Kendrick Lamar’s ‘Pop Out’ show united friends, enemies and Drake haters

Kendrick Lamar’s ‘Pop Out’ show united friends, enemies and Drake haters

Sometimes, you just have to pop out and show someone that you’re really like that. Or, in the case of Kendrick Lamar, you gather your celebrity friends and thousands of fans for a massive Los Angeles show, and stomp your foot on the career of your biggest enemy.

“The Pop Out: Ken & Friends” was held for one night only Wednesday at the Kia Forum in Inglewood, Calif., marking Lamar’s first show since he dropped a slew of rap diss tracks against Drake, including the Billboard chart-topping “Not Like Us.” The concert, which was something of a celebration for West Coast hip-hop, brought together some of the biggest rappers and California-born NBA players, as well as what appeared to be gang-affiliated fans, into a whirlwind of a show that lasted over an hour.

Fans in the crowd rapped along as Lamar played “Not Like Us” not once, not twice but five times in a row.

People dressed in blue and red (the colors of the Crips and Bloods, respectively) gathered with him on the stage and danced together with NBA stars DeMar DeRozan and Russell Westbrook. (LeBron James, notable Lakers star, was in attendance for the show but may have been held back from jumping onstage.).

Earlier in the show, Lamar called back to the loss of Los Angeles Lakers star Kobe Bryant and rapper Nipsey Hussle, both Los Angeles heroes who died in recent years. “This s–t making me emotional,” Lamar said. “We been f—ed up since Nipsey died. We been f—ed up since Kobe died. Let the world see this.”

“It was beautiful to see the whole city come together last night,” Tyler, the Creator, wrote in an X post.

Dr. Dre performed “California Love” and “Still D.R.E.” with Lamar. He also introduced the first “Not Like Us” performance by uttering the opening line, “I see dead people.”

The five performances of “Not Like Us” underscored the notion that no contemporary artist holds a grudge quite like Lamar does. He sang shortened verses for some versions of the song while other times letting the crowd sing all the lyrics for him. He dapped up DeRozan and Westbrook while the song blared in the background, and even took a massive photo with anyone who joined him onstage to cap off the night. At least, that’s how hip-hop fans saw it — most of whom seemed to delight in his unrepentant pettiness.

“Kendrick really threw his own Hatechella lol this is the hateration and holleration,” wrote one X user, referencing the Mary J. Blige’s hit song “Family Affair.”

Lamar played more than a dozen tracks throughout the night, with artists Schoolboy Q; Jay Rock; Tyler, the Creator; and Dr. Dre joining him onstage.

The show was a massive talking point on social media Wednesday night. That perhaps was not surprising, as the performance’s seats had sold out rather quickly after it was announced two weeks ago.

It was also another touchpoint in Lamar’s rap feud with Drake from earlier this year.

The concert’s focus on the feud was apparent from the beginning. “The Pop Out” show title came from a line in “Not Like Us,” and the show reportedly had merchandise that referenced the beef. Lamar kicked off his performance with “Euphoria,” the near seven-minute diss track against Drake released in April. He also performed “6:16 in LA,” an Instagram-only anti-Drake track, and “Like That,” the song that originally drew fire from Drake on which Lamar featured alongside Future.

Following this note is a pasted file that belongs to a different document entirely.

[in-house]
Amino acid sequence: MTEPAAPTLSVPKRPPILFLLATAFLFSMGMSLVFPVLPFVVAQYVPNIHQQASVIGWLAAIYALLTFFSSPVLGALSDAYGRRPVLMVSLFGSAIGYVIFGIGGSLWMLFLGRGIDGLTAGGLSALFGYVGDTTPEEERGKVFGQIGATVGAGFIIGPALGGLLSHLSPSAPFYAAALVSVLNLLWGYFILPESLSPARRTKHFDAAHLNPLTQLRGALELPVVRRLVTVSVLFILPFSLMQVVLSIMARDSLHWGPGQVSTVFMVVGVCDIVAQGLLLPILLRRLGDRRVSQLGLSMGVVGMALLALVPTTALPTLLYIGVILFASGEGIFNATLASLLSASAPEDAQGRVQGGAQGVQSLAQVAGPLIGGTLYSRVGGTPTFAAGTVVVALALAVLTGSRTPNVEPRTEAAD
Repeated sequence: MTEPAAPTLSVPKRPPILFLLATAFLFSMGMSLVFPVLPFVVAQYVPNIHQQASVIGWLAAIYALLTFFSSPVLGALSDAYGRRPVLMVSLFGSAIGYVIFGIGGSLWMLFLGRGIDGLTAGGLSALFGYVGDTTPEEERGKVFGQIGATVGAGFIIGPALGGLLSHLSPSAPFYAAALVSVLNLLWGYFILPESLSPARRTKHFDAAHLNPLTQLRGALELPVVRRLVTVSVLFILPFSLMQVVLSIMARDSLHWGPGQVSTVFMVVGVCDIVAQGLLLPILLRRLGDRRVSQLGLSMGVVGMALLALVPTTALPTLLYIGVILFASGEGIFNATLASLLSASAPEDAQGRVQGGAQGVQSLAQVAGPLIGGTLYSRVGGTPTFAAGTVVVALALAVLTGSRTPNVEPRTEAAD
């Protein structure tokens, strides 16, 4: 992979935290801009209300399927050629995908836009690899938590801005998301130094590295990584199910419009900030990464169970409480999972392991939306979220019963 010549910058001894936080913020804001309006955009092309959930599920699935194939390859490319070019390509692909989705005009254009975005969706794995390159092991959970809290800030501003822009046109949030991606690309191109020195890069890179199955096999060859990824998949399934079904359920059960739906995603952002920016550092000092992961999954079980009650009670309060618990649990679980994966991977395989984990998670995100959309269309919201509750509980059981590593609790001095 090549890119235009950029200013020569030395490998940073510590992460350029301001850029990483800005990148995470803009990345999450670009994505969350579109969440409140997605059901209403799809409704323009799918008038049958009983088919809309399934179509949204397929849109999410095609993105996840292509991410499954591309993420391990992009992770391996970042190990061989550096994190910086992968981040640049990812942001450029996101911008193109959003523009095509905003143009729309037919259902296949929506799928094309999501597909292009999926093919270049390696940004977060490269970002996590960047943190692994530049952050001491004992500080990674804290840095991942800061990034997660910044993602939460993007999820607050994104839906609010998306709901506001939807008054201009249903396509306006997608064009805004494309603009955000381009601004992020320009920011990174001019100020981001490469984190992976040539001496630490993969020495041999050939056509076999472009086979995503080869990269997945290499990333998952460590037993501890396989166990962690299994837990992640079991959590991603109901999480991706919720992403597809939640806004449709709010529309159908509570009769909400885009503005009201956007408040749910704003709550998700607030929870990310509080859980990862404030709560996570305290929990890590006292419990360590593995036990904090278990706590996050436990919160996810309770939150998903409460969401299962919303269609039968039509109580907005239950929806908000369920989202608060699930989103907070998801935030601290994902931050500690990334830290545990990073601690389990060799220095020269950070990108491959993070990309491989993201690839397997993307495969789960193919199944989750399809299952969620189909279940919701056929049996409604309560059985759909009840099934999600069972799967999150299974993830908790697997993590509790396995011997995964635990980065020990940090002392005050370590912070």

Drake suffered the brunt of social media slander. Many commented that Drake’s team must either be widely criticizing the show to soften the blow against him or telling him to avoid it altogether. (Representatives for Drake declined to comment.) That said, some commenters huffed that Lamar owes Drake for the renewed interest in his music.

It’s unclear when or if the concert, which was live-streamed on Amazon Prime and Twitch, will be available to watch on Amazon (whose founder and board chair Jeff Bezos owns The Washington Post). But a recorded version was still circulating social media Thursday.

If anything, the concert was another moment to celebrate “Not Like Us,” which landed the finishing blow on the months-long feud between Lamar and Drake.

Tensions between the two rappers have simmered for years, but the heat turned up in March after Lamar took direct aim at Drake and J. Cole in a guest verse on “Like That,” a track on the Future and Metro Boomin album “We Don’t Trust You.”

In April, Drake responded with two songs aimed at the West Coast rapper, “Push Ups” and “Taylor Made Freestyle,” goading Lamar to respond.

After weeks of silence, on April 29 the Compton native released “Euphoria,” a scalding track in which Lamar pounded his chest over being “the biggest hater.” Then in May, the pair went toe-to-toe lyrically in one of the wildest weekends in hip-hop history, with the two heavyweight rappers releasing five new diss tracks — and a music video — over the span of three days.

“Not Like Us,” with its propulsive, head-bobbing beat by DJ Mustard, landed at the top of the Billboard Hot 100 the following week. But as the dust settled on Lamar and Drake’s back-and-forth, some hip-hop fans were wary that the feud could escalate outside of the studio.

At the “Pop Out” show, Lamar proved he’s not letting the Drake beef go just yet. During his performance of “Euphoria,” Lamar added a new lyric that referenced Drake buying the valuable ring of Tupac Shakur, one of the most idolized West Coast rappers of all-time.

“Give me Tupac ring back,” Lamar rapped to the buzzing crowd of fans, “and I might give you a little respect.”